elements of one list that are not elements of another
Major Section:  PROGRAMMING

General Forms:
(set-difference$ l1 l2)
(set-difference$ l1 l2 :test 'eql)   ; same as above (eql as equality test)
(set-difference$ l1 l2 :test 'eq)    ; same, but eq is equality test
(set-difference$ l1 l2 :test 'equal) ; same, but equal is equality test

(Set-difference$ l1 l2) equals a list that contains the members of x that are not members of y. More precisely, the resulting list is the same as one gets by deleting the members of y from x, leaving the remaining elements in the same order as in x. The optional keyword, :TEST, has no effect logically, but provides the test (default eql) used for comparing members of the two lists.

The guard for a call of set-difference$ depends on the test. In all cases, both arguments must satisfy true-listp. If the test is eql, then one of the arguments must satisfy eqlable-listp. If the test is eq, then one of the arguments must satisfy symbol-listp.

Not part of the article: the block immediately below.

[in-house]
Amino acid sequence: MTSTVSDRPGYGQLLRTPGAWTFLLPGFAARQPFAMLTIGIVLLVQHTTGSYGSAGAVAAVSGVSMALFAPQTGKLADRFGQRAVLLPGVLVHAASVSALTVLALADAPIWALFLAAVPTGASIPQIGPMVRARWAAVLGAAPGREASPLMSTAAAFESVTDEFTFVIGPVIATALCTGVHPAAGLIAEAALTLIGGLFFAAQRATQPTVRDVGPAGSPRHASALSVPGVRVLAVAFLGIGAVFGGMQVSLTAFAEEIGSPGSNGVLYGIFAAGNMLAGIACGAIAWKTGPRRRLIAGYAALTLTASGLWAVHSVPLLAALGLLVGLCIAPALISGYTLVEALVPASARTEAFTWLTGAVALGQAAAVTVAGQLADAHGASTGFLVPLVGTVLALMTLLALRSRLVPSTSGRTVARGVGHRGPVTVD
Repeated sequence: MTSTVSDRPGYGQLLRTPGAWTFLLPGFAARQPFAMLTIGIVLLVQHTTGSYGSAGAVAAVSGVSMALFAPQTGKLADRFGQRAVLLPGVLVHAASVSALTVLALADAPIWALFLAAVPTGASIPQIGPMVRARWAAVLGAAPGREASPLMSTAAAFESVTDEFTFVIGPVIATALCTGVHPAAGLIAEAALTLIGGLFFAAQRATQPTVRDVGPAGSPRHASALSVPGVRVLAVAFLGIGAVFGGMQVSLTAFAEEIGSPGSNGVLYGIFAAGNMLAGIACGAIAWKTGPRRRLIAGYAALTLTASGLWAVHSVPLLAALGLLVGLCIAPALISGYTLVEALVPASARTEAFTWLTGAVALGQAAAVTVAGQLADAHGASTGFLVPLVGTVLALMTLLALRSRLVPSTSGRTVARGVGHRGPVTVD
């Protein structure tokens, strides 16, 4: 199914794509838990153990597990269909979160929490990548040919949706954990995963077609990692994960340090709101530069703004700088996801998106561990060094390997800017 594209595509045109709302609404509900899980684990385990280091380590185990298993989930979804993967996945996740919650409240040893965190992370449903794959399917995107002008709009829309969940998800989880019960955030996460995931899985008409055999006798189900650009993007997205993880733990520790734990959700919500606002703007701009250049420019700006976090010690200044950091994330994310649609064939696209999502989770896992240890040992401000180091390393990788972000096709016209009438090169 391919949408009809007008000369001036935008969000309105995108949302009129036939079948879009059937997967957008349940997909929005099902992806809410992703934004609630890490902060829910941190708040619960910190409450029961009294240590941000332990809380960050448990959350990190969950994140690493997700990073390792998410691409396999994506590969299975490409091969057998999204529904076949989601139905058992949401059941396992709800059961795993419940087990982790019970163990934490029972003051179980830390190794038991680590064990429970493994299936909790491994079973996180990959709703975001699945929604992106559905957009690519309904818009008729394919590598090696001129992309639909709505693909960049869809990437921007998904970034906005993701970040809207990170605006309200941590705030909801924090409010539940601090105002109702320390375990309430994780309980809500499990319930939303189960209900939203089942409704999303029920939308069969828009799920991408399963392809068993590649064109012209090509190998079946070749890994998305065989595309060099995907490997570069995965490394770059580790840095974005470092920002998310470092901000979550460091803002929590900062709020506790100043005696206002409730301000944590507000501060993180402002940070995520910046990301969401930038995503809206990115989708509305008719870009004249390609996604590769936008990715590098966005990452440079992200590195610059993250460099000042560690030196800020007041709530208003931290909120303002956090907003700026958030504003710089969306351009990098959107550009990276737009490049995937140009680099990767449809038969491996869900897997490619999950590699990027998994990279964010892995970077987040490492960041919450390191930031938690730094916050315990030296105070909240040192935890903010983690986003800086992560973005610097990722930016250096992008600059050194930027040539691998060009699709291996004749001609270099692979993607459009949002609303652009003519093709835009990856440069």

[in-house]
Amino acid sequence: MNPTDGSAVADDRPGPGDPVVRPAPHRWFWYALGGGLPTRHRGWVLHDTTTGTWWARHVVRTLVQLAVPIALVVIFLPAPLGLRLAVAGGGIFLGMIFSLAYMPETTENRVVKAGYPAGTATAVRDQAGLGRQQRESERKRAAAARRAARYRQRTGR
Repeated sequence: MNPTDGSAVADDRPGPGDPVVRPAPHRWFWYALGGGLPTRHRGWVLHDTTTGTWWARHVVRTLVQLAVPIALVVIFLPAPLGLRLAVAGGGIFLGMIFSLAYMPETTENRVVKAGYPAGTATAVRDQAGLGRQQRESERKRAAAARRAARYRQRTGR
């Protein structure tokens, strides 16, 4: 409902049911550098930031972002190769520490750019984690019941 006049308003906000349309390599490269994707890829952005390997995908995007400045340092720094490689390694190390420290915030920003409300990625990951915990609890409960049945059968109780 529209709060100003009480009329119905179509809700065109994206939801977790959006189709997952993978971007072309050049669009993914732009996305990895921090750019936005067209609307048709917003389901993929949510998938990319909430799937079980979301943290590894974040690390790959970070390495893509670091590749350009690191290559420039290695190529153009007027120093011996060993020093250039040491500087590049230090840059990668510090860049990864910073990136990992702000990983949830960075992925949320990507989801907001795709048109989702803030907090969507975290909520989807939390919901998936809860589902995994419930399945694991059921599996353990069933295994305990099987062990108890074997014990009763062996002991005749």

See equality-variants for a discussion of the relation between set-difference$ and its variants:

(set-difference-eq x lst) is equivalent to (set-difference$ x lst :test 'eq);

(set-difference-equal x lst) is equivalent to (set-difference$ x lst :test 'equal).

In particular, reasoning about any of these primitives reduces to reasoning about the function set-difference-equal.

Set-difference$ is similar to the Common Lisp primitive set-difference. However, Common Lisp does not specify the order of elements in the result of a call of set-difference.